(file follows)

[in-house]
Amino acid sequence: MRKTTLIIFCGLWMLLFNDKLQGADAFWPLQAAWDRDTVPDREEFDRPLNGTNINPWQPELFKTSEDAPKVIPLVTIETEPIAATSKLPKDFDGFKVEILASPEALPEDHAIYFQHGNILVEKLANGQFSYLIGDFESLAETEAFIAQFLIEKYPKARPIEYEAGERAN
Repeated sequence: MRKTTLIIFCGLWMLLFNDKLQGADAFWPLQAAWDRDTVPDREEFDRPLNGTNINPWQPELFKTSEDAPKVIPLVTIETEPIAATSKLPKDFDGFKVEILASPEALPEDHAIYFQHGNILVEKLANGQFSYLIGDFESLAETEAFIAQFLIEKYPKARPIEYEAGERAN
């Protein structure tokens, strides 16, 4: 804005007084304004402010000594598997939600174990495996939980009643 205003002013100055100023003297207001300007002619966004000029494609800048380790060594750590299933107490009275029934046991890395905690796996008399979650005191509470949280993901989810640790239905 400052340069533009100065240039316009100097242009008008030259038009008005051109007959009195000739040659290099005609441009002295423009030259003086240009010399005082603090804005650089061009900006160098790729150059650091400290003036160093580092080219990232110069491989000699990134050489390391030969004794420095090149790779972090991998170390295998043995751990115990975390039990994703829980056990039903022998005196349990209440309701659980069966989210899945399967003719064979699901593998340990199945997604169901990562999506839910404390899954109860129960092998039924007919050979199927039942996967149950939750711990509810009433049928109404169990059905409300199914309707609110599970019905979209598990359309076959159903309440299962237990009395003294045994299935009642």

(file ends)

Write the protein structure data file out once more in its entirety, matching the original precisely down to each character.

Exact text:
[in-house]
Amino acid sequence: MRKTTLIIFCGLWMLLFNDKLQGADAFWPLQAAWDRDTVPDREEFDRPLNGTNINPWQPELFKTSEDAPKVIPLVTIETEPIAATSKLPKDFDGFKVEILASPEALPEDHAIYFQHGNILVEKLANGQFSYLIGDFESLAETEAFIAQFLIEKYPKARPIEYEAGERAN
Repeated sequence: MRKTTLIIFCGLWMLLFNDKLQGADAFWPLQAAWDRDTVPDREEFDRPLNGTNINPWQPELFKTSEDAPKVIPLVTIETEPIAATSKLPKDFDGFKVEILASPEALPEDHAIYFQHGNILVEKLANGQFSYLIGDFESLAETEAFIAQFLIEKYPKARPIEYEAGERAN
């Protein structure tokens, strides 16, 4: 804005007084304004402010000594598997939600174990495996939980009643 205003002013100055100023003297207001300007002619966004000029494609800048380790060594750590299933107490009275029934046991890395905690796996008399979650005191509470949280993901989810640790239905 400052340069533009100065240039316009100097242009008008030259038009008005051109007959009195000739040659290099005609441009002295423009030259003086240009010399005082603090804005650089061009900006160098790729150059650091400290003036160093580092080219990232110069491989000699990134050489390391030969004794420095090149790779972090991998170390295998043995751990115990975390039990994703829980056990039903022998005196349990209440309701659980069966989210899945399967003719064979699901593998340990199945997604169901990562999506839910404390899954109860129960092998039924007919050979199927039942996967149950939750711990509810009433049928109404169990059905409300199914309707609110599970019905979209598990359309076959159903309440299962237990009395003294045994299935009642």